Swaying to the band at the bar on Friday night…

You are a hammer, you are nails
spare change piled up on the nightstand
I am half drunk water glasses on the coffee table top

You are snap shirts over t-shirts
long hair tucked under your felt hat
I am stories scratched on napkins and all the things that I forgot

All the things that I forgot

I am seventeen and leaving
Twenty-one and almost gone
You are eighteen with a ring just waiting for the time

To be together on the backroads
Together at the movies
Together buying groceries in the supermarket line

In the supermarket line

For all the things here that aren’t worth taking chances
For all we lost that wasn’t worth the fight
You are strong arms wrapped around my shoulders
And we are swaying to the band at the bar on Friday night
We are swaying to the band at the bar on Friday night

You are six eggs over easy
coffee black and keep it coming
I am wild plums in a bucket in the heat of August air

You are that green Chevy
that we bought when we had nothing
I am all the windows rolled down tangling up my hair

You’re tangling up my hair

And you are generations of people leaving town
I am horses and hay crops in the field
You were not supposed to be the one to stick around
Then again I never really meant to leave here

Then again I never really meant to leave here

For all the things that aren’t worth taking chances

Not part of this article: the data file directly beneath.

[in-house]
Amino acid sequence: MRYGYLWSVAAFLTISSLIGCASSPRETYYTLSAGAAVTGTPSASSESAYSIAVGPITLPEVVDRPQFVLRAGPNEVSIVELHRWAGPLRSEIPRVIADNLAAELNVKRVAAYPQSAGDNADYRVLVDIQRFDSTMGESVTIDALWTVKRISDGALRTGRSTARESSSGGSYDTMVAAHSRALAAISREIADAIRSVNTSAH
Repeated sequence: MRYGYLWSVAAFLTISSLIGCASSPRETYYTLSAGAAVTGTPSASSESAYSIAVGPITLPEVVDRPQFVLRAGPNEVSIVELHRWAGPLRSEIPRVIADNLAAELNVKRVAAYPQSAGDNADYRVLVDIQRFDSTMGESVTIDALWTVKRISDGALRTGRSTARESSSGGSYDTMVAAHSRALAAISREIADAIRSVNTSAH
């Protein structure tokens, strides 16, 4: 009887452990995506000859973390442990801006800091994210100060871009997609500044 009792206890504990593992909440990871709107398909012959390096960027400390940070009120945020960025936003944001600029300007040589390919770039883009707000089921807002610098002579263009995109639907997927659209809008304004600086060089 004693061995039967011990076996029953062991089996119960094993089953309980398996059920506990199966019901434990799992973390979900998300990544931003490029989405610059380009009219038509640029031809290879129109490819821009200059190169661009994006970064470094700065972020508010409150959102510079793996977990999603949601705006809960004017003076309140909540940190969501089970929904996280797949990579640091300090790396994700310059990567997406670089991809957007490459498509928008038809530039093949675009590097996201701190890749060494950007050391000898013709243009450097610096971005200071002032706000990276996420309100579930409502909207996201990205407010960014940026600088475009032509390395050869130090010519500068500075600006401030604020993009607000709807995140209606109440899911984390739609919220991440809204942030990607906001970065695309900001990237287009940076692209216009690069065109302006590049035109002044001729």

For all we lost that wasn’t worth the fight
You are strong arms wrapped around my shoulders
And we are swaying to the band at the bar on Friday night
We are swaying to the band at the bar on Friday night

You’re two fingers of whiskey. I am a glass of cheap red wine
and we are standing with our bottles in the supermarket line

Another year…

Last night Husband and I sat out on the deck, poured some champaign and toasted to 8 years of marriage while the steaks and lobster tail I splurged on sat waiting in the kitchen to be cooked.

I’ve spent a lot of time away from this house-in-progress this summer, so it was nice to make a plan to stick around and enjoy it. My husband, he’s a good conversationalist, and I like to ask questions of him, hypothetical, favorite memory, why things work the way they do questions.

“In 8 years of marriage, what’s your favorite memory?”

“Tiling the bathroom upstairs,” he replied.

“Shut your face,” I said.

And then he said, “I don’t know. I like the collective. I like how it’s all working out the way I hoped. Most things anyway…”

We looked through our wedding album and commented on how brown the landscape was compared to this year, remembering the heat and the fire danger in 2006, and how maybe it wasn’t a great idea to roast the pig in a pit outside my parent’s house for the grooms dinner.

It feels like it was yesterday and 100 years ago all at the same time, when I was almost 23 and making this huge commitment to a man.

Wedding Tree

I had no expectations, except that we would keep going the way we were going, singing and cooking and poking fun at one another to keep things light. I hoped for another few vacations to the mountains. I hoped for a dog and a baby or two.

I hoped for a house in the trees, one that looked a lot like the one I’m sitting in now.

Yes, it’s nice to see things coming together.

Most things anyway.

House

I poured another glass of champaign and a hummingbird flew by us, an arm’s length away. I hit Husband’s shoulder to make sure he saw it. He said he did. He saw it perched up on the oak tree by the deck where it landed. Then he saw it come down to the pink petunias, the only deck flower I can sort-of keep alive.

Then the cat saw it, then it was gone.